The next step
God. What a year it’s been.
I’ve been writing Self-mastery for over a year, and so much has changed. In the steaming shower I just had before sitting down to write, I did a lot of reflecting. Never in a thousand years would I have expected my life to be what it is today. I guess you do a bit, as having self-belief is important. But, I still spend more than a reasonable amount of time bouncing between the walls in my mind trying to actualise it all.
Part of the reason I moved this newsletter to once a fortnight was for two reasons: first, my yearlong journey so far into writing has landed me in my first full-time and “dream” job. And well, I call it a dream because it has what many would want: great pay, a pleasant team, and good flexibility to keep doing what I enjoy. But it’s kind of not a dream. Because what indeed constitutes a dream to me is being here, just me, writing to and helping you and others for a living.
Secondly, the free space has given me time to understand what this newsletter means to me — and, perhaps, to you. I’m continually pondering the present with the goal of making it better. Whether that’s writing more beautifully, gathering more precise ideas, figuring out how to write to more people or getting that actual “dream” job.
However, in lieu of this change, I do have more time to define what I want. That is why I’m focusing on the next step today.
We all know forward steps are imperative for growth — whether that’s a step in the right or even wrong direction — although having the courage to identify the right step and know our direction is an even bigger challenge. Each edition of Self-mastery is a step. Each day I spend in my new job, learning how to help myself and others, is a step. What I mean by all this is, and could say, is that we should know our steps, but not worry about counting them.
One tenet I hold close in life is to count my direction, not my speed. To know my step, but avoid becoming too meticulous about each one. The next step you take in life can look steep. Sharp. Or highly consequential. But at the top, you’ll realise you were, perhaps naturally, doing the right thing all along.
What I’ve Learned
Time saved over money saved
Time is the greatest asset. It can be so easy to put money over time and get into a habit of being so money-conscious that you forfeit time for the little savings here and there. But, over time, I realised that focusing it all on saving is a waste. Of course, I advocate not being careless, mostly avoiding debt, delaying gratification, living below our respective means. But it’s easy for us to get worked up, stressed, or depressed trying to save in the small things. Instead, we should spend more energy on growth for ourselves and our income. To me, we shouldn’t sacrifice health and time to save a bit of money — that’s why outsourcing and spending more to get things done quickly is so popular. Whether that’s spending more on a shorter commute or paying more now to avoid paying again later. Making more is better than saving more. And this mentality shift removed a vast portion of stress from my life.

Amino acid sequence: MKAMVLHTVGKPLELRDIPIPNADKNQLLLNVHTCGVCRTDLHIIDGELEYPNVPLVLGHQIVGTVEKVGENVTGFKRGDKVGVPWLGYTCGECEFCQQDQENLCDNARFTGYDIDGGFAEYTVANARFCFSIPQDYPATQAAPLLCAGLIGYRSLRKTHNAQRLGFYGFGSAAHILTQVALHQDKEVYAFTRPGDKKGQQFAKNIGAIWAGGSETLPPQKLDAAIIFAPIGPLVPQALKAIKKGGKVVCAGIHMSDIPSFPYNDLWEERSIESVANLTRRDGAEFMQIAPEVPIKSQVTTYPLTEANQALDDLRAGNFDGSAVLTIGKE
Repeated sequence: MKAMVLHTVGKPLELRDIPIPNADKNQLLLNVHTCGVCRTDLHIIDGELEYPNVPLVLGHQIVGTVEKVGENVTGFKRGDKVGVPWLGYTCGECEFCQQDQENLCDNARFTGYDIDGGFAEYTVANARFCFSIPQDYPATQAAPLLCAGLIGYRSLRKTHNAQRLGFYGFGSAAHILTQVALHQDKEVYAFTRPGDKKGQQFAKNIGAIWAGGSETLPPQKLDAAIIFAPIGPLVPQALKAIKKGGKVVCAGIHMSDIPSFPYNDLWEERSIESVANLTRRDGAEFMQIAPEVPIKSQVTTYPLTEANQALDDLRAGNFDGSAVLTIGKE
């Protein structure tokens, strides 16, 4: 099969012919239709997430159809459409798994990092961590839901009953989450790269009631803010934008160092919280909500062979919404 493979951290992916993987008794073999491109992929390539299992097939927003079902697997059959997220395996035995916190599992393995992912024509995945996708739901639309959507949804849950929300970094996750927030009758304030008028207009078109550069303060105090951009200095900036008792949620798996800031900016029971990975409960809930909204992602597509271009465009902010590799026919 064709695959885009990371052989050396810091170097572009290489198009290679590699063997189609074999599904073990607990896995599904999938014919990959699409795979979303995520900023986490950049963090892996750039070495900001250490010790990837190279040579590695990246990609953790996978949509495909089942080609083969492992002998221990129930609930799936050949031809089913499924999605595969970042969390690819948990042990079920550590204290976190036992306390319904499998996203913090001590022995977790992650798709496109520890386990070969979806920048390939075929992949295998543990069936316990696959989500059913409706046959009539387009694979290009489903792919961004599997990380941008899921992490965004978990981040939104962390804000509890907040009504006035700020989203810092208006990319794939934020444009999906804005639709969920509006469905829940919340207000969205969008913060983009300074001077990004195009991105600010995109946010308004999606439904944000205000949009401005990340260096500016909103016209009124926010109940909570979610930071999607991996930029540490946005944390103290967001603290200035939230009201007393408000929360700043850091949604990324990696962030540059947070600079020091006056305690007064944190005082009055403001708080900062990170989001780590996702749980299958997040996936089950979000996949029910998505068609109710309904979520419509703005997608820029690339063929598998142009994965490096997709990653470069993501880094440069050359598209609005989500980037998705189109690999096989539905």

One Timeless Quote
“If you’re going to do only work and no play, work better be play.”
“And there’s a corollary to that proposition which is very important. It means that you’re hooked for lifetime learning, and without lifetime learning you people are not going to do very well. You are not going to get very far in life based on what you already know. You’re going to advance in life by what you’re going to learn after you leave here…if civilisation can progress only when it invents the method of invention, you can progress only when you learn the method of learning.”
→ How to Live a Life That Really Works
My Favourite Things This Week
- How bears hibernate without losing weight
- A thread I wrote on relieving knee pain
- Avoid being a mouth breather
Thank you for supporting me and this newsletter. I’m always open to an email if you have anything you’d like to ask or let me know. Have a wonderful week.